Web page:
Stations and Old Stories

When my parents had to drop off a package at the Railway Express Agency at the now long-gone New Haven Railroad station in Bridgeport, Connecticut, that’s when I got hooked on trains. I was five years old then, but the sight of an express train roaring by toward New York City had me riveted. From that day through my childhood, I would beg my folks to stop by the station so I could stand where so many travelers to up and down the East Coast trod upon those old wooden platforms. The place reeked of cigarette and cigar smoke, diesel fumes from idling locomotives, the noise of baggage carts and porters moving across the platforms, and those great, green REA trucks coming and going from their part of the station.

But as I became an adult, it wasn’t just the old country depots and big city stations that fascinated me. It was and still is the stories and even history that moved through them.

McAdam Junction, New Brunswick station in a colorized postcard image from the Stu Nicholson collection. McAdam Jct was a major division point for trains crossing the border into the U.S.

I think of a young couple, just married, changing trains in the middle of a dark, Canadian night at remote McAdam Junction, New Brunswick. It was 1942 and almost every train then was a “troop train” and McAdam Junction was the place where you passed through Customs to enter the United States. The couple was headed for Boston, Massachusetts and then on to near Lowell to work at an egg farm that supplied food for the war effort. (Ask an ex-GI about “powdered eggs”.) The couple was expecting their first child . . . my sister. I would come along about eight years later.

“Big Four” Depot at Galion, Ohio. Galion was a division point for the New York Central and thus hosted division offices on the upper floors.

During that same World War II era, another young man stood on the platform at the “Big Four” depot at Galion, Ohio. I would meet him many years later when he was an old man with memories. He told me he went to work to earn extra money for his family as a courier for a local mortuary. It was his job to pick up caskets from the depot and bring them to the mortuary to be readied for funerals.

“Big Four” Depot at Galion, Ohio. The community is raising funds to complete the restoration of the depot and adjacent freight house.

What touches me to this day was when he said, “I was barely into my teens back then and I had to be ready to meet trains at any time of day or night. Of course, with the war on, many of the caskets came in on the trains and all were accompanied by an American flag and a soldier assigned to accompany the body.” He told me about how it struck him that many of these caskets contained the remains of “kids not much older than me.” Sometimes they were people he knew. Sometimes he would cart them from the Big Four depot over to the nearby Erie Railroad station for transfer to another train and on to another family waiting to grieve a returning son, brother or father.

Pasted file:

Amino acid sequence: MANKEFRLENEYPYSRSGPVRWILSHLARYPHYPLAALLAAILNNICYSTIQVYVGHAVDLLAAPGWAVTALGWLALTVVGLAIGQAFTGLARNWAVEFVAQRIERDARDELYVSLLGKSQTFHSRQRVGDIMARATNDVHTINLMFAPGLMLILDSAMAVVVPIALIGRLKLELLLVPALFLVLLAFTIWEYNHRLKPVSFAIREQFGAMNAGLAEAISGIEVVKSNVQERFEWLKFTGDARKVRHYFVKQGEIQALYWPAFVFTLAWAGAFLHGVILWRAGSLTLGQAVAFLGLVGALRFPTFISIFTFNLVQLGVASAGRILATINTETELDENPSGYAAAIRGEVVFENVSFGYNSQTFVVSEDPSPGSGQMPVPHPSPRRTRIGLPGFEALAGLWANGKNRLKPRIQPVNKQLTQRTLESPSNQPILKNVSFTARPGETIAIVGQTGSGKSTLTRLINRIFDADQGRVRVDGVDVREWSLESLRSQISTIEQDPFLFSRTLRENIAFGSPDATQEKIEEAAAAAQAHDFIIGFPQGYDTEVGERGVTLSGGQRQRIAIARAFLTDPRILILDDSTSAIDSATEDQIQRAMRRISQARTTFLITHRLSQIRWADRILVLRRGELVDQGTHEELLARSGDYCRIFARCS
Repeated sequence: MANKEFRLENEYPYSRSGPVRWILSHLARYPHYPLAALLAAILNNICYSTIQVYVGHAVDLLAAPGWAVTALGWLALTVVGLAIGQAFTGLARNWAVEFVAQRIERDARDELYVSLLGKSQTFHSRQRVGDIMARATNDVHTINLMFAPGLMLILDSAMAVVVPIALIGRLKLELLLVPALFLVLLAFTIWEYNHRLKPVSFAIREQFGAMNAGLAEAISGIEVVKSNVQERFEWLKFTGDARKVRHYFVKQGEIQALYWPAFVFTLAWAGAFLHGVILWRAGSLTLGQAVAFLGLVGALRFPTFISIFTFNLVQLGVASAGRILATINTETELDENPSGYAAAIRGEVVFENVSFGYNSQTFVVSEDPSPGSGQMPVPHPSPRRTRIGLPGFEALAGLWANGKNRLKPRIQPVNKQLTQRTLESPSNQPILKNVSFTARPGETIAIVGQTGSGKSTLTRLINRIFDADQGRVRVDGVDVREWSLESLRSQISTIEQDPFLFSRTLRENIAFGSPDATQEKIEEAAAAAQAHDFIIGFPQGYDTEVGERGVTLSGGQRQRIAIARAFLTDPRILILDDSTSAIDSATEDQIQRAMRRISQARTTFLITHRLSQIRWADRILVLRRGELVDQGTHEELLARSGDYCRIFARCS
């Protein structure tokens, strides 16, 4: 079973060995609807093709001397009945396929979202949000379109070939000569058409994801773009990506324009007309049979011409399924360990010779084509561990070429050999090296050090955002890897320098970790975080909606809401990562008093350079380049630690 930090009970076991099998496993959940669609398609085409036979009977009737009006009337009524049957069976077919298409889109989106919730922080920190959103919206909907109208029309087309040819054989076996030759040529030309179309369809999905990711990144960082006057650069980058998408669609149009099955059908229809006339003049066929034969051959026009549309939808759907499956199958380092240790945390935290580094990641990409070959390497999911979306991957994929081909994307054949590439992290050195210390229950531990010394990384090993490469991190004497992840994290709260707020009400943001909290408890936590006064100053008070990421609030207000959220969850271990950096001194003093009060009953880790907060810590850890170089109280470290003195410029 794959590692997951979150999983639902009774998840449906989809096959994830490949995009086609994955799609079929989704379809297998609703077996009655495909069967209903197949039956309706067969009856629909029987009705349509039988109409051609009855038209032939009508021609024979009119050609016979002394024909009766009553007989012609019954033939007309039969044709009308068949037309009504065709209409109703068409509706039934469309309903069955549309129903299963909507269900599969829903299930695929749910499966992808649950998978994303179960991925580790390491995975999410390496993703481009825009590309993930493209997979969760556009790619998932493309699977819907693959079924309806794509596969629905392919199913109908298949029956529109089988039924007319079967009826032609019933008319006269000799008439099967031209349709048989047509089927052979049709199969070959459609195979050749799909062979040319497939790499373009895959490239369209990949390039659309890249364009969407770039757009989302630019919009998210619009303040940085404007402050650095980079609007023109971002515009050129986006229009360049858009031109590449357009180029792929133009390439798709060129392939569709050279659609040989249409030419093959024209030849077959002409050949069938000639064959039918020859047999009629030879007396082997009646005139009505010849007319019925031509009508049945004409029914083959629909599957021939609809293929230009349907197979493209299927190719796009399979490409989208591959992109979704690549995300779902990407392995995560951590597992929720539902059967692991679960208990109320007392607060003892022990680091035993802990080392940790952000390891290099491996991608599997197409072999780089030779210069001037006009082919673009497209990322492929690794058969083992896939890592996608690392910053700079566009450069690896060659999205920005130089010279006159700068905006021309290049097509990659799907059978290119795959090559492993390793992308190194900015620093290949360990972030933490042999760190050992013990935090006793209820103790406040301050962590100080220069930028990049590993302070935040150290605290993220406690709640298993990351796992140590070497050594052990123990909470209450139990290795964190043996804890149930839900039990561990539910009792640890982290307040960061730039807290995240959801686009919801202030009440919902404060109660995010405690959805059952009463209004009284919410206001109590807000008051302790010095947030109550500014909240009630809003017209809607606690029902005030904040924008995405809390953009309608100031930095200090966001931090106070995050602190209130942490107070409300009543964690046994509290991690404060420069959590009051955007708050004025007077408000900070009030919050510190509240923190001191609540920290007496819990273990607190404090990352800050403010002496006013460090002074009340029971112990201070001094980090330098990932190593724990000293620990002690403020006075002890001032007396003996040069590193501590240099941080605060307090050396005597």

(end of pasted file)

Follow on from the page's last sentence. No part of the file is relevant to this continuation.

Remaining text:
Galion’s Erie station was torn down years ago, but the Big Four Depot still stands and is the subject of an on-going restoration.

Fostoria, Ohio Depot (Baltimore & Ohio Railroad). Now used as office for CSX Signal and MOW crews. It last saw Amtrak service in the mid 1990’s.

Fostoria, Ohio’s B&O depot shared some of that history and still stands, albeit as a local MOW facility for CSX. But in 1948, it hosted Harry Truman’s “whistle stop” campaign that helped him win a Presidential election that all of the experts predicted he’d lose.

Urbana, Ohio Depot (Pennsylvania Railroad) Restored, it houses a local coffee shop and  restaurant.

This photo is of the old Pennsylvania Railroad depot at Urbana, Ohio. It sits along the route that saw the funeral train of President Lincoln in 1865. Today, it hosts hundreds of joggers and bicyclists along an adjacent recreational trail and a local coffee shop/restaurant.

Find those people with stories to tell and gain an appreciation for what happened “down at the depot”.

Depot platform at Old Saybrook, Connecticut in 1975. The depot was built by the New York, New Haven & Hartford Railroad and changed hands to Penn Central. By 1975, it was owned by Amtrak.

And finally, back to my home state of Connecticut on a warm summer afternoon in the early 1970’s on the platform at Old Saybrook’s station along what is now Amtrak’s Northeast Corridor, but once was the New Haven Railroad’s Shoreline Route. Amtrak had just taken over, but a lot of old New Haven equipment could still be seen along a still jointed-rail mainline. The boiler-equipped “Geep” still sports its New Haven heritage, as do some of the cars it pulled from Boston to New York that day. What some would call “hippies” back then seemed more interested in rapping on a sunny day. They likely didn’t know or care that one of the passengers who often stepped off the train here was actress Katherine Hepburn, who lived nearby, or that the depot and its shoreline community survived the deadly and destructive Great Hurricane of 1938.

One wonders if my platform companions are now watching their grandchildren growing up, as I am. Wish I had gotten their story. I was too busy watching what was whizzing by on the tracks.

In following our love for trains, it’s easy to get caught up in what’s new that rolls by us. But let’s not lose sight of the fact that many of the same corridors that host the latest locomotive technology or “heritage” unit also once hosted history, however major or minor. Find those people with stories to tell and gain an appreciation for what happened “down at the depot”. And if the depot still stands, enjoy feeling the ghosts of those who stood on its platforms.

Stu NicholsonPhotographs and text Copyright 2018


Last Run

The End of Mail Service on the Chesapeake & Ohio

Postal clerks busy sorting mail on the go. The RPO car is on one of the C&O passenger trains that ran between Washington, DC and Cincinnati, Ohio.
F. Douglas Bess, Jr. Collection